POSTED: 01:30 a.m. HST, Aug 18, 2013
The green trend is taking hold in the airline industry.
United Airlines announced plans in June to buy 15 million gallons of lower-carbon, renewable jet fuel over a three-year period.
And Alaska Airlines is testing solar-powered passenger ramps.
The mobile ramps used to get passengers on and off planes are equipped with solar panels that power the batteries that drive the ramps' electric motors. Traditional mobile ramps and passenger stairs are powered by gasoline or diesel engines.
Alaska has been testing the ramps at Seattle-Tacoma International Airport and Norman Y. Mineta San Jose International Airport.
If the weather doesn't cooperate, the solar ramps can be plugged into an electrical outlet, said Michael Keith, sales manager for Keith Consolidated Industries in Oregon, which built the ramps.
"They are extremely efficient," he said of the ramps. "There is a lot of savings, not just in fuel, but in emissions as well."
Frontier might follow Spirit's lead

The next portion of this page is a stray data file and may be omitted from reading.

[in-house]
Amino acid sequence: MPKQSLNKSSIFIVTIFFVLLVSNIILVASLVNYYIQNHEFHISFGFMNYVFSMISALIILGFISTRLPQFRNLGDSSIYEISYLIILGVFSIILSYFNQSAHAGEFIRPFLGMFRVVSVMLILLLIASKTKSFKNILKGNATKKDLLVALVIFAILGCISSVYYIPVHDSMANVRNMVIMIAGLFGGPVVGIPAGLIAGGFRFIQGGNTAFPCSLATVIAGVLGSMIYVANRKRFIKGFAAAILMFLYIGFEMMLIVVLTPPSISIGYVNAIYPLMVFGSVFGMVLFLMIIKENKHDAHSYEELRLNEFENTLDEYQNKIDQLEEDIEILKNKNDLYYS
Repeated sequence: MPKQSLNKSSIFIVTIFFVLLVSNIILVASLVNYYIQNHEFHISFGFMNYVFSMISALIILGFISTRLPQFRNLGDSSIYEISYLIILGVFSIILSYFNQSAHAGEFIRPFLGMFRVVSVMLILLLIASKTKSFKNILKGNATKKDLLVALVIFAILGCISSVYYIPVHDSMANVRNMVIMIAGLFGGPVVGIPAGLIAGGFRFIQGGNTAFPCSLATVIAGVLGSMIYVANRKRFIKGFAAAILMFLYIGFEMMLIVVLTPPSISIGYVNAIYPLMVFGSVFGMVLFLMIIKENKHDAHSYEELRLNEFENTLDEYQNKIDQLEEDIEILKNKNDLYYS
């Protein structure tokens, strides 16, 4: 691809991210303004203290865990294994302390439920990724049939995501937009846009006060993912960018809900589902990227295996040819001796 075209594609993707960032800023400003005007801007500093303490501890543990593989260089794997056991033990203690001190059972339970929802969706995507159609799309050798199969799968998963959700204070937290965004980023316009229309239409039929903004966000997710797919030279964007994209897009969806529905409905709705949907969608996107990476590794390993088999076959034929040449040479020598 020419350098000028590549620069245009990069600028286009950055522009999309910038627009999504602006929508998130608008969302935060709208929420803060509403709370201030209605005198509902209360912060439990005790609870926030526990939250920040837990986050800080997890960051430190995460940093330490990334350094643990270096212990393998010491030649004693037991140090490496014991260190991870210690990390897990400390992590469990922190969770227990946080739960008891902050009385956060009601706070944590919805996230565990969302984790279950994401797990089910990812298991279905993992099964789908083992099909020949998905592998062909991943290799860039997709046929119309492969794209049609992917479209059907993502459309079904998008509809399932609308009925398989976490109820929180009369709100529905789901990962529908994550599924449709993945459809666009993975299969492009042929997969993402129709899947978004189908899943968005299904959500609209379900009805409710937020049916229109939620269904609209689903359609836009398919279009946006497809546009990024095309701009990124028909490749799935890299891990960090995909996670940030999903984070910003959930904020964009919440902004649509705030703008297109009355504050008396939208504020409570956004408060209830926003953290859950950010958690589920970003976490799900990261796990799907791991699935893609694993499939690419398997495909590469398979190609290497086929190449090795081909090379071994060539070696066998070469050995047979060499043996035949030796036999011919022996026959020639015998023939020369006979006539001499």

Get ready for the takeoff of another supercheap airline offering ultralow fares with loads of passenger fees.
Industry insiders say the new superdiscount airline may soon be launched with the help of Indigo Partners, the Phoenix private equity firm that invested in Spirit Airlines in 2006.
Indigo is reportedly negotiating to buy Frontier Airlines from the Denver carrier's parent company, Republic Airways Holdings Inc.
"They really are taking the Spirit Airlines playbook from Florida to Denver," said Henry Harteveldt, a travel analyst with Hudson Crossing in New York.
Indigo officials did not respond to requests for comment, and Republic Airways representatives would only say that they expect to sell Frontier to a "third-party purchaser" by September.
--Hugo Martin / Los Angeles Times